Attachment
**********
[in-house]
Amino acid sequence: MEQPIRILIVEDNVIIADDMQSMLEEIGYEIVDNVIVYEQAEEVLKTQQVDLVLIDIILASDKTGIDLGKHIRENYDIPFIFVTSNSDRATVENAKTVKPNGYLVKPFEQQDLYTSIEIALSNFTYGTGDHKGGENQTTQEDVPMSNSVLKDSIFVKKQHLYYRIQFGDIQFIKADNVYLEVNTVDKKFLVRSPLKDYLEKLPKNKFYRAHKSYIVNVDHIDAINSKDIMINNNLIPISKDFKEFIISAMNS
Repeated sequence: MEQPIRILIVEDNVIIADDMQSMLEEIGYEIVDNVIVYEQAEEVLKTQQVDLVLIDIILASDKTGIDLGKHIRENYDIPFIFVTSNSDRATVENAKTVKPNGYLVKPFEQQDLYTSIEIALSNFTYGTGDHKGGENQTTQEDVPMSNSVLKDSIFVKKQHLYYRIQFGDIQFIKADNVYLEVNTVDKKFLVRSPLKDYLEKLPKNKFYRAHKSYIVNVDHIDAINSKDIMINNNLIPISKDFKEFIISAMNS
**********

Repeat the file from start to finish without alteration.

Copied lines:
[in-house]
Amino acid sequence: MEQPIRILIVEDNVIIADDMQSMLEEIGYEIVDNVIVYEQAEEVLKTQQVDLVLIDIILASDKTGIDLGKHIRENYDIPFIFVTSNSDRATVENAKTVKPNGYLVKPFEQQDLYTSIEIALSNFTYGTGDHKGGENQTTQEDVPMSNSVLKDSIFVKKQHLYYRIQFGDIQFIKADNVYLEVNTVDKKFLVRSPLKDYLEKLPKNKFYRAHKSYIVNVDHIDAINSKDIMINNNLIPISKDFKEFIISAMNS
Repeated sequence: MEQPIRILIVEDNVIIADDMQSMLEEIGYEIVDNVIVYEQAEEVLKTQQVDLVLIDIILASDKTGIDLGKHIRENYDIPFIFVTSNSDRATVENAKTVKPNGYLVKPFEQQDLYTSIEIALSNFTYGTGDHKGGENQTTQEDVPMSNSVLKDSIFVKKQHLYYRIQFGDIQFIKADNVYLEVNTVDKKFLVRSPLKDYLEKLPKNKFYRAHKSYIVNVDHIDAINSKDIMINNNLIPISKDFKEFIISAMNS